Spasmus Nutans-Like Nystagmus is Often Associated with Underlying Ocular, Intracranial, or Systemic Abnormalities

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Title Journal of Neuro-Ophthalmology, June 2007, Volume 27, Issue 2
ARK ark:/87278/s60k5fn5
Setname ehsl_novel_jno
Date Created 2009-02-19
Date Modified 2009-02-19
ID 225659
Reference URL https://collections.lib.utah.edu/ark:/87278/s60k5fn5

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Title Spasmus Nutans-Like Nystagmus is Often Associated with Underlying Ocular, Intracranial, or Systemic Abnormalities
Creator Kiblinger, GD; Wallace, BS; Hines, M; Siatkowski, RM
Affiliation Dean A. McGee Eye Institute, Oklahoma City, Oklahoma 73104, USA.
Subject Brain Diseases, complications; Child; Child, Preschool; Electroretinography, methods; Eye Abnormalities, etiology; Female; Humans; Infant; Magnetic Resonance Imaging, methods; Male; Nystagmus, Pathologic, complications; Nystagmus, Pathologic, etiology; Retrospective Studies; Spasms, Infantile, etiology; Torticollis, etiology; Visual Acuity, physiology
Abstract BACKGROUND: There is uncertainty as to whether spasmus nutans (SN) is an isolated idiopathic entity or whether there are underlying conditions that could cause or be associated with the nystagmus. We undertook this study to determine the frequency of ocular, intracranial, and systemic conditions in patients with nystagmus having characteristics of SN. METHODS: We performed a chart review of 22 consecutive patients examined from 2000 through 2005 at the Dean McGee Eye Institute and Children' Hospital of Oklahoma with nystagmus consistent with SN. We collected information related to gender, age at presentation and age at final visit, visual acuity, refractive error, laterality of nystagmus, presence of head nodding and torticollis, pattern of strabismus, neuroimaging and electroretinography results, and other associated clinical findings. RESULTS: Visual acuity was reduced in 75% of eyes at presentation and 58% of eyes at last visit. Eight patients had significant refractive error. Seven patients had strabismus. Two patients had chiasmal gliomas. Four patients had cone or rod/cone dystrophy. Only three patients had no associated ocular, intracranial, or systemic conditions. CONCLUSIONS: A substantial proportion of patients presenting with SN-like nystagmus have important underlying ocular, intracranial, or systemic abnormalities that may require evaluation and management.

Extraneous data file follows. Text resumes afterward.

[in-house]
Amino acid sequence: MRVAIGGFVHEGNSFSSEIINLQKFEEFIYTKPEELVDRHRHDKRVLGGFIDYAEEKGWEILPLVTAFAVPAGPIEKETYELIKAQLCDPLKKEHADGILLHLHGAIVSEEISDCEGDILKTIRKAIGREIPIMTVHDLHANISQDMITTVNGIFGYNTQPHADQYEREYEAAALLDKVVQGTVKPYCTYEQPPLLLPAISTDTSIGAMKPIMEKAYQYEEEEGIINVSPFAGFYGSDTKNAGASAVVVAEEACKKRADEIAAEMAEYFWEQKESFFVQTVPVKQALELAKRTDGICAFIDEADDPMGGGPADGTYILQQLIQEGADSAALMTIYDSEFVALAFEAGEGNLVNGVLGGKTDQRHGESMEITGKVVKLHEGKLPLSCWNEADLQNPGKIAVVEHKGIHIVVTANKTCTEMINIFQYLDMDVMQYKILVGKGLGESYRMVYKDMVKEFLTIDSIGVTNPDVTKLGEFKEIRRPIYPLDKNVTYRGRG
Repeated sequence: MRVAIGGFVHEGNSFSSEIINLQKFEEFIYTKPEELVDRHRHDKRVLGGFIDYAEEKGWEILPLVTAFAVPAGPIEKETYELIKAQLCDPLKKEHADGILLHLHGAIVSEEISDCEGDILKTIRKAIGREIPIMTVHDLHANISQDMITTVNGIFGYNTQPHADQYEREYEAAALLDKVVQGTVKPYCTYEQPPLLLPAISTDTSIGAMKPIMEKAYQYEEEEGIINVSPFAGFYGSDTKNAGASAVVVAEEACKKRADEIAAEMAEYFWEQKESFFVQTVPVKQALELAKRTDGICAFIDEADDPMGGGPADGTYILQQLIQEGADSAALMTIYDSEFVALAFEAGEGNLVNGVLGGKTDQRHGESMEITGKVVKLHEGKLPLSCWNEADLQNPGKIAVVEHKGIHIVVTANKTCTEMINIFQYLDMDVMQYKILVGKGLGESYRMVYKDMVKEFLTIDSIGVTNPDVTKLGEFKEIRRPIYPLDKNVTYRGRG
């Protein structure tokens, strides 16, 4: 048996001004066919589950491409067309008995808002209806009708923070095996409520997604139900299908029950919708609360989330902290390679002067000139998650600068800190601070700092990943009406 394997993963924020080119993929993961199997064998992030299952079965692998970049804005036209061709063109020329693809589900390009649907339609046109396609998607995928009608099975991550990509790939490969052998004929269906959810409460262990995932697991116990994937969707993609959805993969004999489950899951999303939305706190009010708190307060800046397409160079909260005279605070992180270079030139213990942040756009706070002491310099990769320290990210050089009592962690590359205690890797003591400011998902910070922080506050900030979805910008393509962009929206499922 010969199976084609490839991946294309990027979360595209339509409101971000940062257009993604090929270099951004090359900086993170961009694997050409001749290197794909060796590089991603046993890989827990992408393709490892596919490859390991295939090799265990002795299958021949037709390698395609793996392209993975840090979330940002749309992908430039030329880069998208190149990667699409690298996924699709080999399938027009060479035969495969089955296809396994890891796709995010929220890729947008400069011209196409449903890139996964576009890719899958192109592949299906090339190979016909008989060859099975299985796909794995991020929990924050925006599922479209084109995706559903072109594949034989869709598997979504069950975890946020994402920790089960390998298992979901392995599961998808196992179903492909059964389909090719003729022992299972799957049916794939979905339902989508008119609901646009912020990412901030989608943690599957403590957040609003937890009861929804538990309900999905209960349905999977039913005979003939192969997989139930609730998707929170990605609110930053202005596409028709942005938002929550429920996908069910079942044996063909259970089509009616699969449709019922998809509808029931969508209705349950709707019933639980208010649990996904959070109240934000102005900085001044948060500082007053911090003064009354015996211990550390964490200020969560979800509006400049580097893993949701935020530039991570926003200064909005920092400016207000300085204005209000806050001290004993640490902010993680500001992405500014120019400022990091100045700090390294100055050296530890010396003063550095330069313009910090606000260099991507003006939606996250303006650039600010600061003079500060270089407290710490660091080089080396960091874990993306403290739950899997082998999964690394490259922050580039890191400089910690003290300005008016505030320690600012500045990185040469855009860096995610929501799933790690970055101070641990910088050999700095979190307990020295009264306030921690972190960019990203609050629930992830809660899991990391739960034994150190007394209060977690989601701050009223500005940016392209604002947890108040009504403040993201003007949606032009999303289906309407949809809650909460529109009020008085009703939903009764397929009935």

OCR Text Show
Publisher Lippincott, Williams & Wilkins
Date 2007-06
Type Text
Rights Management © North American Neuro-Ophthalmology Society
Publication Type Journal Article
Setname ehsl_novel_jno
Date Created 2009-02-19
Date Modified 2009-02-19
ID 225648
Reference URL https://collections.lib.utah.edu/ark:/87278/s60k5fn5/225648